I like that you recognize that the AFO will only prevent further loss of range and not help increase. Standing is the best way to increase range.
            Something else to think about with sleeping is your body positioning. Generally, we sleep with our feet pointed downward because of the mattress or covers, right? If you are able to sleep on your stomach, with your feet hanging down over the end (pillow under shins) then they aren't force down as much.
            Disclaimer: Answers, suggestions, and/or comments do not constitute medical advice expressed or implied. Please consult your attending physician for medical advise and treatment. In the event of a medical emergency please call 911.

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              Can FES cause nerve damage

              Not sure if this is a stupid question or not but can repeated FES use cause nerve damage?

              The he reason I ask is that I am motor complete but sensory incomplete and would use the FES leg bike roughly 3x/week. About a year ago i developed a terrible case of what they are finally diagnosing as peripheral neuropathy (ya gotta love doctors that just assume that because you have a SCI that it is automatically central pain).

              anyways just wondering if say overflow from stimming quads, glutes, hamstrings could cause peripheral Neuropathy?

              thanks

              Comment


                That is not a stupid question. But I have not heard of FES causing nerve damage. In fact, it is a treatment recommended for those with diabetic neuropathy because the electrical stimulation is increasing the blood flow and should be keeping the nerves healthy.

                What were the symptoms that you developed? Did anything make the symptoms better or worse?
                Disclaimer: Answers, suggestions, and/or comments do not constitute medical advice expressed or implied. Please consult your attending physician for medical advise and treatment. In the event of a medical emergency please call 911.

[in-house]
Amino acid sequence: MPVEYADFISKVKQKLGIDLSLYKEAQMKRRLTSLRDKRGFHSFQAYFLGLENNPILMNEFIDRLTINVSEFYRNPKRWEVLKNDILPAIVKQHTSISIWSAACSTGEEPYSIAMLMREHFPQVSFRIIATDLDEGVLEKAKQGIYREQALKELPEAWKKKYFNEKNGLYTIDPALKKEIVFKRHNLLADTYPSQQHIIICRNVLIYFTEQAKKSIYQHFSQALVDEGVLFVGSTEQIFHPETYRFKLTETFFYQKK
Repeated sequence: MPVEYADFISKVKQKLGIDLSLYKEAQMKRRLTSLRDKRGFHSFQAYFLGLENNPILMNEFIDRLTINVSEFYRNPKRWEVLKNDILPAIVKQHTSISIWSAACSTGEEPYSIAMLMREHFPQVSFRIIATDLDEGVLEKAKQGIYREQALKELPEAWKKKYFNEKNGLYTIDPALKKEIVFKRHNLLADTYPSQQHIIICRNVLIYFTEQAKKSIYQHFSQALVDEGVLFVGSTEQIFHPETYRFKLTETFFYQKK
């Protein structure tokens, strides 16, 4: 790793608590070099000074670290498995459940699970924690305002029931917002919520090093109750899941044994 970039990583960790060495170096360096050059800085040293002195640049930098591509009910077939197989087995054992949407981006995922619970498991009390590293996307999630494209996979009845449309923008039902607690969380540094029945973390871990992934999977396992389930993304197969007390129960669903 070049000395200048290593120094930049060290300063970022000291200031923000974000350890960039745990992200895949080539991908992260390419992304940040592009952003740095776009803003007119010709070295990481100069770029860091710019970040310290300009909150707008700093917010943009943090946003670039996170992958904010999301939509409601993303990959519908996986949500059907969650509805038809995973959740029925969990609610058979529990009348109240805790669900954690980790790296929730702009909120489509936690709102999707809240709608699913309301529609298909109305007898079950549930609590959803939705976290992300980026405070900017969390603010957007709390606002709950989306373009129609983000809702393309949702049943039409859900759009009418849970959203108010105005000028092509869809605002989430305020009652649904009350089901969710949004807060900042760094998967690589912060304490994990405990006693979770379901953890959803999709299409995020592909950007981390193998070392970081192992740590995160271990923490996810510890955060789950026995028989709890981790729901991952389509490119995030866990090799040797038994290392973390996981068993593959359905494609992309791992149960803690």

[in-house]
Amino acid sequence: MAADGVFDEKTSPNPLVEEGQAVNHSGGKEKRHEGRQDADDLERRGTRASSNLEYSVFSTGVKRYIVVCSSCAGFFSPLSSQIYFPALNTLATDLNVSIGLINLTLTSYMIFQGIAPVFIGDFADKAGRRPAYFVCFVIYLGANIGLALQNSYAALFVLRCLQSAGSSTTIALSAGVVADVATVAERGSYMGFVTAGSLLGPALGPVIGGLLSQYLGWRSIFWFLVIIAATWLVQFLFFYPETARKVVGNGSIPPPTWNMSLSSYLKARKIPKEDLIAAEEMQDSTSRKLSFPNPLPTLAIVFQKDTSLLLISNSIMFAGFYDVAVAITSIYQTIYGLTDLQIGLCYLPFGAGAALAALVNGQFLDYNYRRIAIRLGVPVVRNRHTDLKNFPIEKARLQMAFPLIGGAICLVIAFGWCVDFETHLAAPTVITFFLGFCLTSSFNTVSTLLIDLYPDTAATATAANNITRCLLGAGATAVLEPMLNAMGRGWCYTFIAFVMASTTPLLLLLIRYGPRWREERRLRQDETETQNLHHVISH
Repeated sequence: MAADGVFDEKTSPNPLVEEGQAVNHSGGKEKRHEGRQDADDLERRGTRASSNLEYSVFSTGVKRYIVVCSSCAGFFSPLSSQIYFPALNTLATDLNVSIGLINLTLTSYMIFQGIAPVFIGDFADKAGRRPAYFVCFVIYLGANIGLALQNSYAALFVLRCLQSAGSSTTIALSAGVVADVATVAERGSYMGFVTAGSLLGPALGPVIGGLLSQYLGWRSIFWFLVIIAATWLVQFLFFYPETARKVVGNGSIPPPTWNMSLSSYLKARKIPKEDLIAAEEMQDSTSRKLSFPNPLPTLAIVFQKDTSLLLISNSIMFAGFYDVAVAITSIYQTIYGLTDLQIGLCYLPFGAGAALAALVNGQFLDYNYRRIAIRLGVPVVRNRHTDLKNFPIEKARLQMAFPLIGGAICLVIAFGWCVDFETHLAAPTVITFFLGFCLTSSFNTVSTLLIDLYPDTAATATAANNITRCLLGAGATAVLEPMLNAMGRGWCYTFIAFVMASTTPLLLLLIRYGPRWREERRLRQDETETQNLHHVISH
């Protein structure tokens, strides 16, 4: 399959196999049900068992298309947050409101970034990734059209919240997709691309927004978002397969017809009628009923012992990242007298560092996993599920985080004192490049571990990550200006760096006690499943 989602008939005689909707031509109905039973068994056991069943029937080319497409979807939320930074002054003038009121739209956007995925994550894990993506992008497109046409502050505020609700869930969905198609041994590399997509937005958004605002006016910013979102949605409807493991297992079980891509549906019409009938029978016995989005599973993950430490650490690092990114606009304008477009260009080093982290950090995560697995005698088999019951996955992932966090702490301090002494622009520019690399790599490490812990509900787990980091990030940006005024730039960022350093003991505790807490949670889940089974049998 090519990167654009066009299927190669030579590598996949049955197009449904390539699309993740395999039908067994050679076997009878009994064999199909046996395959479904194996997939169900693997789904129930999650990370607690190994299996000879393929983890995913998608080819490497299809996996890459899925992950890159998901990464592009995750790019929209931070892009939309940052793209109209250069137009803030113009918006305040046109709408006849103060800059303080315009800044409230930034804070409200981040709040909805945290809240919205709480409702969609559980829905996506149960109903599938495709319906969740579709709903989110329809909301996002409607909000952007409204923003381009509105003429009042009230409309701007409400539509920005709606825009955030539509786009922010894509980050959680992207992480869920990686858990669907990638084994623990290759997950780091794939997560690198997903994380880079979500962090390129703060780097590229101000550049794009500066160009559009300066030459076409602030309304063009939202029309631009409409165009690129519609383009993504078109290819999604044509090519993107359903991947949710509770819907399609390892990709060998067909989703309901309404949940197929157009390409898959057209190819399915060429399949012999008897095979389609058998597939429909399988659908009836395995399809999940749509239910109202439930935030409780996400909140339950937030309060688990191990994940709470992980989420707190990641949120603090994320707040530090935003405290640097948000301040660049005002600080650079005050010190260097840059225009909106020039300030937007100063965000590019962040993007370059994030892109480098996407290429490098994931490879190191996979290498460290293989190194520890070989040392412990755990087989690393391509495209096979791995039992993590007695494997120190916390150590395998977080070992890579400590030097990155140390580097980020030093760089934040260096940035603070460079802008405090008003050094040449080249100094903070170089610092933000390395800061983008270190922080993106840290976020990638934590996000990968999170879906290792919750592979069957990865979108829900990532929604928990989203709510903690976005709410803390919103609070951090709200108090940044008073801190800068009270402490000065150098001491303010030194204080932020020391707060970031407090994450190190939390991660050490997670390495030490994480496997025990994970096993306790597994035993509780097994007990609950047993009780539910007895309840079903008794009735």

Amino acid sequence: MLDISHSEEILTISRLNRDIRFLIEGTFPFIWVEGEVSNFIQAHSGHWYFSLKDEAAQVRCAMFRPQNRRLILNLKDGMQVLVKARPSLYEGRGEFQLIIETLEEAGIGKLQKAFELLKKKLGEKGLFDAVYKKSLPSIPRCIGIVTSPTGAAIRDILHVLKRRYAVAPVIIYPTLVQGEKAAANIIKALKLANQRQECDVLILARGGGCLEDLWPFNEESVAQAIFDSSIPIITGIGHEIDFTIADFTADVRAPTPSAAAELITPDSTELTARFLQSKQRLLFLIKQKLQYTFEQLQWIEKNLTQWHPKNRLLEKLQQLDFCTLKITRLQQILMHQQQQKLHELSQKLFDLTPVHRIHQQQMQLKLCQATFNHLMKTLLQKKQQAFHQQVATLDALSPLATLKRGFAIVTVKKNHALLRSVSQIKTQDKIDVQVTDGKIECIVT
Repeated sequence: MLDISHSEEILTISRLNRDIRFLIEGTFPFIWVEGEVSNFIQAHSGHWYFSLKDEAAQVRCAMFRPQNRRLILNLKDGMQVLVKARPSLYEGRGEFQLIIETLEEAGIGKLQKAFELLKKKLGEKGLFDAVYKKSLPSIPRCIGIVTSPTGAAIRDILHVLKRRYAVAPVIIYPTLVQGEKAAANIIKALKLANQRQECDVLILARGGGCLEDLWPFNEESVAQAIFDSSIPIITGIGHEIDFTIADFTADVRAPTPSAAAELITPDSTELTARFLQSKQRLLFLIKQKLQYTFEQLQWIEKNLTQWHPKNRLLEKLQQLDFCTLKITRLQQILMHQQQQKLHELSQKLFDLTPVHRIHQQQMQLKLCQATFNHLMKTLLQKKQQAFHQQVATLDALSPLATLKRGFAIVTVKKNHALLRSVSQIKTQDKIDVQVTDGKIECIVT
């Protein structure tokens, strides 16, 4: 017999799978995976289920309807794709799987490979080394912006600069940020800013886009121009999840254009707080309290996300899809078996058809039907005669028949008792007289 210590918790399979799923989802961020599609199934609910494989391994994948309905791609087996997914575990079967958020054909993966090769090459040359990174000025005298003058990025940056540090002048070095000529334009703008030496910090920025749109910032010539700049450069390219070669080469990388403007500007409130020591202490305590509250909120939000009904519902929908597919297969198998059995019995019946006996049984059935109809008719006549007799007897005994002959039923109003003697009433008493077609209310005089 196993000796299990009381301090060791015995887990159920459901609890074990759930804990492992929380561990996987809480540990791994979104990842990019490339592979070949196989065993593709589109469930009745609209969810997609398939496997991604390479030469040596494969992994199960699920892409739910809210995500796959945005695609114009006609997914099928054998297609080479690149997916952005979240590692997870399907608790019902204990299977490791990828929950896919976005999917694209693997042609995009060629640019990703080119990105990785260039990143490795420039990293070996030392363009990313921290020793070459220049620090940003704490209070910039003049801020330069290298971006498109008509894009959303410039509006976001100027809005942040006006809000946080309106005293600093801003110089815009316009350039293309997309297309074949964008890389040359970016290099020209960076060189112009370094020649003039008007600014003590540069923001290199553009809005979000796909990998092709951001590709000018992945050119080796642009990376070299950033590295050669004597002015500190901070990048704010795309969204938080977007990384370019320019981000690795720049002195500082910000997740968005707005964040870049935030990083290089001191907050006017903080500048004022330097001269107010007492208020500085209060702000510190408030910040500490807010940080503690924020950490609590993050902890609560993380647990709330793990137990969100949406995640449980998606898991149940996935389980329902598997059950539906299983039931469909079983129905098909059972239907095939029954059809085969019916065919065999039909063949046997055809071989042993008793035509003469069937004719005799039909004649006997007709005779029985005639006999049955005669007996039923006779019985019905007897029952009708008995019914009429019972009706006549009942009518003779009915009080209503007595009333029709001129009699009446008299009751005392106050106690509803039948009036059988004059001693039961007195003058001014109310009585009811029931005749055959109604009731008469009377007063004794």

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                  The symptoms came on pretty fast. One day I pressed my foot down on the foot rest of my wheelchair and noticed some pain, the next day even more, and then the next day I couldn't even touch the foot it was so hot and sensitive. Since then it's just the normal burning pins and needles. I've been through most of the notable nerve pain Meds and then narcotics which only seemed to make things much worse. MRIs showed nothing wrong with my spine other than my initial injury of course.

                  im just trying to come up with anything that could have caused this.

                  thanks

                  Comment


                    That's interesting... I'm sorry that you're dealing with that. Have you kept up with the FES despite the pain?

                    You say that you're sensory incomplete - can you feel your feet if someone touches them? Have you tried TENS? This could be trialled either where you feel the pain, or along the spinal dermatome (I know you don't like to hear that it could be central...) The downside to TENS is that it only works while it is worn. But it may be more effective than medication.